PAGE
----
Friday, November 10, 2006

India's Second Green Revolution Desperately Needs Strong Support

"India has to now embark upon the second green revolution" - those words came not from the Prime Minister not the Agricultural Minister not even any politician-turned President but APJ Abdul Kalam while inaugurating the Global Forum on Agricultural Research (GFAR) triennial conference. The technocrat and the visionary that he is exhorted to put receding agricultural land, depleting water resources as well as reducing number of farmers to fight impending food scarcity by launching a second green revolution. By 2020, with population growth showing no signs of reversing the trend, 340 million tonnes of food grain will need to be produced in India to remain self-reliant.
I remember the years of 1960s when India had to accept PL-480 aid from USA to tide over food crisis. The spectre of a similar crisis looms large warned the President. It is a sad commentary that while India is frenetically trying to attain the status of a super economic power, sufficient measures are not being taken to avert a repetition of the fiasco of the 1960s. The Agricultural Minister is unperturbed by rising farmers' suicides and is in the news for wrong reasons of being pushed by Rick Ponting from the presentation dais for Champions' Trophy at Mumbai. He is otherwise busy drawing up strategies to enhance his political strength by wooing Congress rebels and forging alliance with break-away parties.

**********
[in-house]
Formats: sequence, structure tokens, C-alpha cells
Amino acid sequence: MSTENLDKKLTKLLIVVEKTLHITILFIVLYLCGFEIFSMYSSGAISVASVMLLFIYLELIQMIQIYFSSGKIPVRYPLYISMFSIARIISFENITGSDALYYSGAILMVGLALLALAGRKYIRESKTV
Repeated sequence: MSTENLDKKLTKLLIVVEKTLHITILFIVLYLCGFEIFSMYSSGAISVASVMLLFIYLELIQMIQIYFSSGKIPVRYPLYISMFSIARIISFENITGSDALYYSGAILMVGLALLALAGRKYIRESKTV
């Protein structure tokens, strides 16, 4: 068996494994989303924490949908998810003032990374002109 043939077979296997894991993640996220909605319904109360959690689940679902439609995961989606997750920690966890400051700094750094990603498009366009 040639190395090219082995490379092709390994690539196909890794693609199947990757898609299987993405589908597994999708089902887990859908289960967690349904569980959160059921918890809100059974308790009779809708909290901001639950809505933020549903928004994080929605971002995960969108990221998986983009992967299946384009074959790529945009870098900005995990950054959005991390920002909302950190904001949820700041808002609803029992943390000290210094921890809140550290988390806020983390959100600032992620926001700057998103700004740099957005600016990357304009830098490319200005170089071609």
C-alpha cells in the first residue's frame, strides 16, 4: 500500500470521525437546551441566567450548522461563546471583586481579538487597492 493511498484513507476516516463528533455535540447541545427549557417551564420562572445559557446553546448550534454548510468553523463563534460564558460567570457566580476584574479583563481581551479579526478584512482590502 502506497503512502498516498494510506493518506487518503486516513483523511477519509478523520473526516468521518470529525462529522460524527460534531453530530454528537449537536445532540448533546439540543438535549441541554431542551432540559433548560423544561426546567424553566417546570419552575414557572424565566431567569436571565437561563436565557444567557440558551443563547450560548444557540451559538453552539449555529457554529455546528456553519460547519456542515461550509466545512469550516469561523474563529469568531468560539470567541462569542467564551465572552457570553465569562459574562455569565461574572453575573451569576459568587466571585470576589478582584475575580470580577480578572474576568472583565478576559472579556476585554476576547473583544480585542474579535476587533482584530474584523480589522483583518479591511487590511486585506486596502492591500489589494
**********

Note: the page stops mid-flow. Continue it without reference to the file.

Despite such political apathy to serious problems facing the nation, I could see a ray of hope in the expert solution offered by the President. This second green revolution will be materially different from the first revolution in as much as waste use, plant genomic, post harvest technologies, stress-tolerant crop variant, IT application to enrich database would be the main thrust areas. I also found his advice to enlarge work of farmers from grain production to food processing and marketing most inspiring.
The biggest thrust area for ushering in the second green revolution, however, is undoubtedly the political resolution. A scarce commodity, is it not?

2 comments:

Hiren said...

A political revolution can take place only if the situation goes out of control.

Satish said...

Indians are famous for their tolerance which rules out any revolution - political or otherwise. Is it not?